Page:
(Note: This is my adaptation of an old fable.)

 

The New Laptop

“Look! This laptop is loaded with the latest and the best software programme available,” he proclaimed, holding up his newest acquisition.

“Right. For the next two months.” His wife looked at the clerk, rolled her eyes and sighed. She’d been checking out jigsaw puzzles at the stationery store next door, now she berated herself for not being here in time to officially protest this purchase.

The clerk who’d rung up the sale sensed an approaching atmospheric disturbance and strolled toward the accessories aisle. She’d be within shouting distance if the customer asked for a refund in a minute or so.

“Dearest,” said the wife in a longsuffering tone. “Remember the last time you changed computer programmes and it took me three weeks to figure it out enough to do our women’s club monthly newsletter? Two months ago you got me this new cell phone with all the bells and whistles, and I still haven’t figured out how to reply to incoming messages.”

“It’s not so hard to figure out. Besides, your old phone was a dinosaur.”

“So is my brain. I’m technologically challenged, remember? You can’t keep throwing new devices and new programmes at me.”

“You have to keep up with the times, dear. You’d still be working with WordPerfect 3.0 if I wouldn’t have upgraded.”

“And Word Perfect 3.0 worked just fine.”

He sighed. She sighed. The marriage counselor standing behind them at the cash register grinned — and pulled his business card out of his shirt pocket.

I Didn’t Do It!

One day a little girl, just half–past three, snipping paper with a pair of child’s scissors, looked around and…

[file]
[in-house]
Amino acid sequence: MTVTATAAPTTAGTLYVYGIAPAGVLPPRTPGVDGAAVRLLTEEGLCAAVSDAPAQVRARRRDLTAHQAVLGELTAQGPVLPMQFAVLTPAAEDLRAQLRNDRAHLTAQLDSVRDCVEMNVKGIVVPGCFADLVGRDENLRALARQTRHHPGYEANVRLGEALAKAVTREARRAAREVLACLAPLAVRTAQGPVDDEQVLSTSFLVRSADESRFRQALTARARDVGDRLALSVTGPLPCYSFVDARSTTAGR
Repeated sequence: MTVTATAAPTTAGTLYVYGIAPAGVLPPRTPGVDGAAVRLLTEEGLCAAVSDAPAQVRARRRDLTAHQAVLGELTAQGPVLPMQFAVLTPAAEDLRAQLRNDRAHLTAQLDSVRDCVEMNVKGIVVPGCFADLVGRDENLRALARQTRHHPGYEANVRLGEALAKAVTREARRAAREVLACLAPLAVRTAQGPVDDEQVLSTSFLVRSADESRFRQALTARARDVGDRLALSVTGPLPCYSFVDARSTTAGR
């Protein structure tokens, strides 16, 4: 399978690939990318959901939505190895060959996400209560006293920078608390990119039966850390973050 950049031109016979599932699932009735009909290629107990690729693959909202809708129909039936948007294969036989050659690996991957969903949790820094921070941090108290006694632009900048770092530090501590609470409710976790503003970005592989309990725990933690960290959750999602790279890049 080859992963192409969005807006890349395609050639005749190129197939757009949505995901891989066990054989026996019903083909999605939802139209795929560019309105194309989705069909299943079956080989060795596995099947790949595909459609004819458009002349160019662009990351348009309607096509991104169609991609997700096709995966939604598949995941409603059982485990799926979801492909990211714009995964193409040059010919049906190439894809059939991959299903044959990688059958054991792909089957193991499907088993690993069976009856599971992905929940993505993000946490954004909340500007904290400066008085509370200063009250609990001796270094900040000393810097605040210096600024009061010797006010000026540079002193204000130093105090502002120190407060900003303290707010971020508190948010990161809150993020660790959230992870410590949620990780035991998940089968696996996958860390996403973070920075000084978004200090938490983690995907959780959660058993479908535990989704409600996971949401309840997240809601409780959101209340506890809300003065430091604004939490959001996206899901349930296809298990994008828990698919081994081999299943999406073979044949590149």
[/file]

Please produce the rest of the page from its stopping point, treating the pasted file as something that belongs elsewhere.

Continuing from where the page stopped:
An hour or so later the girl was together with her mother, who was visiting with a friend, when one of the kittens wandered into the room. The girl’s mother caught sight of it and…

The innocent kitten wove itself around their legs, not realizing how odd it looked with the fur down its back raggedly trimmed, as if by an unskilled hand using rather dull scissors.

“What happened to this kitten! How did its fur get cut like that?” Mom asked, giving her daughter a suspicious glance.

“I don’t know. I didn’t do it.”

“Are you sure? It looks like someone might have snipped off its fur with a pair of small scissors.”

The little girl thought for a moment. “Maybe the mommy cat did it.”

The visitor looked away quickly and grinned. The mother tried to maintain a stern frown.

After the company left, the lecture of the day was, “If you’ve done something wrong, admit it.”

Word Press daily prompt: Denial

~~~~~~~~~~~~~~~~~~~~~~~~~~~~~~~~~~~~~~~~~~~~~~~~~~~~~~~~

Mr Nobody
by Walter de la Mare

I know a funny little man,
As quiet as a mouse,
Who does the mischief that is done
In everybody’s house.
There’s no one ever sees his face,
And yet we all agree
That every plate we break was cracked
by Mr. Nobody.

‘Tis he who always tears our books,
who leaves our doors ajar;
he pulls the buttons from our shirts,
and scatters pins afar,
that squeaking door will always squeak,
because of this you see:
we leave the oiling to be done
by Mr Nobody.

He puts damp wood upon the fire,
So kettles cannot boil;
His are the feet that bring in mud
And all the carpets soil.
The papers always are mislaid;
who had them last but he?
There’s no one tosses them about
but Mr. Nobody.